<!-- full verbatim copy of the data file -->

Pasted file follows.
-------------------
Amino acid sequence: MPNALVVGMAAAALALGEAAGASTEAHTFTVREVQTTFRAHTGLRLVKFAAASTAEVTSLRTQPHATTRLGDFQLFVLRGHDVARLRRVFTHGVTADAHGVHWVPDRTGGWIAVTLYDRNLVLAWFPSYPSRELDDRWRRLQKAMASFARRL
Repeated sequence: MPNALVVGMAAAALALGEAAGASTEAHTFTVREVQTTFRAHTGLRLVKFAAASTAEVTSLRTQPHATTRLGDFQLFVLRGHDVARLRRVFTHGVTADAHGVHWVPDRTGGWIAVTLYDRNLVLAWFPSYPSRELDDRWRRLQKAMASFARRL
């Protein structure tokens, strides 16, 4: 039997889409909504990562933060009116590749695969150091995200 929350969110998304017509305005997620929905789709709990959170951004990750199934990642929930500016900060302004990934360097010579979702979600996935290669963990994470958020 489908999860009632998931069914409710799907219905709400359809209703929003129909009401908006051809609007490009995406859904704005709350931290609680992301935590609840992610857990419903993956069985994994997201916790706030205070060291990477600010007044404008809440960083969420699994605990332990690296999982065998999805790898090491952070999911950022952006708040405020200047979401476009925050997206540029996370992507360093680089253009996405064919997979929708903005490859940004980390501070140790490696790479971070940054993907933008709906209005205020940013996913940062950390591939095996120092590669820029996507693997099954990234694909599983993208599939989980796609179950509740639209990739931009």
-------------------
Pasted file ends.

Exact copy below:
Amino acid sequence: MPNALVVGMAAAALALGEAAGASTEAHTFTVREVQTTFRAHTGLRLVKFAAASTAEVTSLRTQPHATTRLGDFQLFVLRGHDVARLRRVFTHGVTADAHGVHWVPDRTGGWIAVTLYDRNLVLAWFPSYPSRELDDRWRRLQKAMASFARRL
Repeated sequence: MPNALVVGMAAAALALGEAAGASTEAHTFTVREVQTTFRAHTGLRLVKFAAASTAEVTSLRTQPHATTRLGDFQLFVLRGHDVARLRRVFTHGVTADAHGVHWVPDRTGGWIAVTLYDRNLVLAWFPSYPSRELDDRWRRLQKAMASFARRL
């Protein structure tokens, strides 16, 4: 039997889409909504990562933060009116590749695969150091995200 929350969110998304017509305005997620929905789709709990959170951004990750199934990642929930500016900060302004990934360097010579979702979600996935290669963990994470958020 489908999860009632998931069914409710799907219905709400359809209703929003129909009401908006051809609007490009995406859904704005709350931290609680992301935590609840992610857990419903993956069985994994997201916790706030205070060291990477600010007044404008809440960083969420699994605990332990690296999982065998999805790898090491952070999911950022952006708040405020200047979401476009925050997206540029996370992507360093680089253009996405064919997979929708903005490859940004980390501070140790490696790479971070940054993907933008709906209005205020940013996913940062950390591939095996120092590669820029996507693997099954990234694909599983993208599939989980796609179950509740639209990739931009």